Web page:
The economic effects of this development should not be underestimated.
U.S. oil production just topped 9 million barrels per day.
A newly energized shale industry is once again pushing U.S. oil production near the nine million barrels per day mark.
Fracked crude will make up the majority of future production increases.
Abundant shale gas brought natural gas prices to historic lows—and made the US a net exporter of the hydrocarbon.
Here in the U.S., households in shale-rich regions are $1,900 better off per year as a result of fracking.
People generally don’t live near shale formations in the United States.
Thank you, shale.
Fracking is elbowing out coal and bringing U.S. energy-related emissions down in the process.
Natural gas is booming in the Appalachian basin.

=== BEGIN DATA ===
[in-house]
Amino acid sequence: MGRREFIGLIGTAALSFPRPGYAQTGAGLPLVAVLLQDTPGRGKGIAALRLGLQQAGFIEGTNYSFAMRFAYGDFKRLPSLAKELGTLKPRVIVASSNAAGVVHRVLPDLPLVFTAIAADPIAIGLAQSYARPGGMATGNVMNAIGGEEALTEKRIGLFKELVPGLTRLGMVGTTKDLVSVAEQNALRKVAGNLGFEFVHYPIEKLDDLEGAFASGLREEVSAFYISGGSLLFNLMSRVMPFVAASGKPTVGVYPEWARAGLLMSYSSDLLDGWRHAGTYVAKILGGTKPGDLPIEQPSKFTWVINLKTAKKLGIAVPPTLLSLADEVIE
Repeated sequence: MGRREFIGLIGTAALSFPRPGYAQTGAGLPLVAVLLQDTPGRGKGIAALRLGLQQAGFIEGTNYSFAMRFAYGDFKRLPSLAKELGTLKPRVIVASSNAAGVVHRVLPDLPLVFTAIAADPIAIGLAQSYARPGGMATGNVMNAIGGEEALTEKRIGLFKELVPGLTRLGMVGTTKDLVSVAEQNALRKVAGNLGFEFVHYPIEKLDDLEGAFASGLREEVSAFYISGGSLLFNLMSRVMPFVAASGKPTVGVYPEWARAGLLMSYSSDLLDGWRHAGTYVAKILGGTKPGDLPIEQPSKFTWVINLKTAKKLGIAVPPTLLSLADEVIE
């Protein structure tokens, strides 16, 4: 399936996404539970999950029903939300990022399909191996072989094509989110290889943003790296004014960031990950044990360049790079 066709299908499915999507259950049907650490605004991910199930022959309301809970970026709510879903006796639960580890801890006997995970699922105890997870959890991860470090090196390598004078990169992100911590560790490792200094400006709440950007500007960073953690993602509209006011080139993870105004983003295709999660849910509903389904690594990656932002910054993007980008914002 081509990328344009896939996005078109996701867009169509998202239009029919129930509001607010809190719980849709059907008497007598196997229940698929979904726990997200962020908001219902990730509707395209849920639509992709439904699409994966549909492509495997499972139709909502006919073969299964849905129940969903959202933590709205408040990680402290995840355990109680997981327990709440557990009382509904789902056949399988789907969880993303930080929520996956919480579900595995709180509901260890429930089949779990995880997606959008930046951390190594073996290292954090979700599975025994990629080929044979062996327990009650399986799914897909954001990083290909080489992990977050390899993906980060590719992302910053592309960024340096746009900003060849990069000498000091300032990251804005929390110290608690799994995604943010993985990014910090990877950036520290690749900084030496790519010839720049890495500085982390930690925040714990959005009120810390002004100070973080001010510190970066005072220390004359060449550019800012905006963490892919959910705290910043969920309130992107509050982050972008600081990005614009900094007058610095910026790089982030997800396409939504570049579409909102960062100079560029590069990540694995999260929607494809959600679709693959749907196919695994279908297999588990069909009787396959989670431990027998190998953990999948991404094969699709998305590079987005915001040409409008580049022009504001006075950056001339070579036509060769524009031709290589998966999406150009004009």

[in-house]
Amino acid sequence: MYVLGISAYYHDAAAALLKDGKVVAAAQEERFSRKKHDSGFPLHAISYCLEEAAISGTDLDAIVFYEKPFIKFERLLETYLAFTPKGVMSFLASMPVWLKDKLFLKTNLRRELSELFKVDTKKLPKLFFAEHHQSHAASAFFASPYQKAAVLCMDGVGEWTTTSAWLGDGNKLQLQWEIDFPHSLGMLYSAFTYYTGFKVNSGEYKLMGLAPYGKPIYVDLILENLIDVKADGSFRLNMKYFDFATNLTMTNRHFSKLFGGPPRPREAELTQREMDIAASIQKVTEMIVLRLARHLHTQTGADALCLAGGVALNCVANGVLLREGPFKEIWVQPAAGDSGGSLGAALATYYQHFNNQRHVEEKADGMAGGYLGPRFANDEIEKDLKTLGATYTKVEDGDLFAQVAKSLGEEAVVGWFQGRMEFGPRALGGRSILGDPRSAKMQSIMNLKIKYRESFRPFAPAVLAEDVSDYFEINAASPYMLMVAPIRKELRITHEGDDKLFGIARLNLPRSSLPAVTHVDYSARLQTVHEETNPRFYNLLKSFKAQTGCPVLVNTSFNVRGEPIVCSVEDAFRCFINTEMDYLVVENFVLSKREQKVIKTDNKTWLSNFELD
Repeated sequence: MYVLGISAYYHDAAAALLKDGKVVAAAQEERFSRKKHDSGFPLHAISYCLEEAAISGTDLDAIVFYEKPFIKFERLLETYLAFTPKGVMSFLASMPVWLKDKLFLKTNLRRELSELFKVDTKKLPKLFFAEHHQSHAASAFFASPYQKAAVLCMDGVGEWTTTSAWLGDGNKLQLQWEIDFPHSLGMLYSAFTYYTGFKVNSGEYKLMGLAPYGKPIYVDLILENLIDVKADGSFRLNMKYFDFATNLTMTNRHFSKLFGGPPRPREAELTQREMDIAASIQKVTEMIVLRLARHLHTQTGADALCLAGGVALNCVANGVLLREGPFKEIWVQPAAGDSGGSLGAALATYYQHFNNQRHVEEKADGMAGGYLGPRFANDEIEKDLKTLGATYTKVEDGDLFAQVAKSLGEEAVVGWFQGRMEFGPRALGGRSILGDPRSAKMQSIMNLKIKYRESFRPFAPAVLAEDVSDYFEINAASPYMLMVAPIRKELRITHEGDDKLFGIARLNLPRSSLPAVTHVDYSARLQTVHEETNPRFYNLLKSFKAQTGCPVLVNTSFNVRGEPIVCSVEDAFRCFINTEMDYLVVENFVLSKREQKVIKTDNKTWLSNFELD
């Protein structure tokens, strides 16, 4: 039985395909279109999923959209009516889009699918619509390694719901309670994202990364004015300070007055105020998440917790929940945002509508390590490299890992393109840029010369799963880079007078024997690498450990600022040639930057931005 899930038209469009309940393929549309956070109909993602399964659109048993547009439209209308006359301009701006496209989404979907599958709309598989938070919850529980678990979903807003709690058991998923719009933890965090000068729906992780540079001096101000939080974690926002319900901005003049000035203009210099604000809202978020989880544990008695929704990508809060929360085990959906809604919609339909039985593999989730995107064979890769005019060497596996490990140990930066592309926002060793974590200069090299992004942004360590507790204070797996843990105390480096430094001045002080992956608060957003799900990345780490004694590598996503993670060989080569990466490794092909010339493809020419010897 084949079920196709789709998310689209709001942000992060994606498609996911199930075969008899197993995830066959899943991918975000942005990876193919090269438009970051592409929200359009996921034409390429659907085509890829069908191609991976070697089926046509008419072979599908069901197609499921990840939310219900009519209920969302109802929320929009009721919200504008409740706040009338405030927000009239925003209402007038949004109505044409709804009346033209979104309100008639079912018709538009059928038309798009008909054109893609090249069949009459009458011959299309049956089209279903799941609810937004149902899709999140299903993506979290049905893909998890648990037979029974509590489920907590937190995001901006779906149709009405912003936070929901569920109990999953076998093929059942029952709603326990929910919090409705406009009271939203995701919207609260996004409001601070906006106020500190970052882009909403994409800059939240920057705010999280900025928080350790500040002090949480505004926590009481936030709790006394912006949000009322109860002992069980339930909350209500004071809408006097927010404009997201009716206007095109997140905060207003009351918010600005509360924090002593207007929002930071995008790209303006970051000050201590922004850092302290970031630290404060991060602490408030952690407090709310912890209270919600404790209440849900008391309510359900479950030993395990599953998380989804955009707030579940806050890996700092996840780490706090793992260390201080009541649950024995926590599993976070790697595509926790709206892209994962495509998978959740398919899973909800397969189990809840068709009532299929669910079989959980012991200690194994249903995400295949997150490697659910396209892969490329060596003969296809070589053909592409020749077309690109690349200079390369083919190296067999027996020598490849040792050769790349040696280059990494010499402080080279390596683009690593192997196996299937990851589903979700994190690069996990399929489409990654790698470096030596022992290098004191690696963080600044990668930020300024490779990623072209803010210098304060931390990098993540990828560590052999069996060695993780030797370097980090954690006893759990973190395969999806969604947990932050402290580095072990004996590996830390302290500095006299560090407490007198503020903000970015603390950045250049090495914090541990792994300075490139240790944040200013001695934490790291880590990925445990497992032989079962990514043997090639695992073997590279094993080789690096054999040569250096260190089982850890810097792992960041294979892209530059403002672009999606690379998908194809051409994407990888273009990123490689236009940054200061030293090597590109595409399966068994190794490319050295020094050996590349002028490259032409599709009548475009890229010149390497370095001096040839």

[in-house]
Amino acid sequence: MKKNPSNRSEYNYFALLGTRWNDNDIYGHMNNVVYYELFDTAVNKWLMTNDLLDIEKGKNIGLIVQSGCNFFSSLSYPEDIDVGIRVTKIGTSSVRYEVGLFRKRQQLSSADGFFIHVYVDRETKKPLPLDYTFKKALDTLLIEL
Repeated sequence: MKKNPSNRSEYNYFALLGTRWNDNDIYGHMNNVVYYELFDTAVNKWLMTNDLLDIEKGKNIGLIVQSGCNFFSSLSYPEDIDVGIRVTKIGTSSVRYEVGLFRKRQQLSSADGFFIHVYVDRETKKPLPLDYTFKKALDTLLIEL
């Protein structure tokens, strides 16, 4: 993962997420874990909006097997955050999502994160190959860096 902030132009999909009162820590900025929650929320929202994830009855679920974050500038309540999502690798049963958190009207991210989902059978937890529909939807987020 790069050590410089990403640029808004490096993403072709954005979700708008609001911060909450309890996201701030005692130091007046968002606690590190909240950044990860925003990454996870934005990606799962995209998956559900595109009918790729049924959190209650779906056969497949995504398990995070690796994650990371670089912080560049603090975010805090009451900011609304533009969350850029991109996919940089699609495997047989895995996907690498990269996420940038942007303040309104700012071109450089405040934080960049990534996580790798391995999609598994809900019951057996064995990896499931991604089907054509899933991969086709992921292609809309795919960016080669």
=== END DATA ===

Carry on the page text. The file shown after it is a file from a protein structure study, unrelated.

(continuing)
American high schools are giving out higher and higher grades even as real academic ability stagnates.
Hungary, Poland, Slovakia and the Czech Republic agree that the EU should stand closer with Israel.
Greens might want to hold off on anointing Beijing as the next global green leader.
His critics are accusing him of Erdoganism Lite. Are they right?
A spat over detained human rights activists points to deeper festering problems.
There are good reasons to re-think U.S. commitments in Syria. But ending support to the rebels will pose real costs for no clear benefit.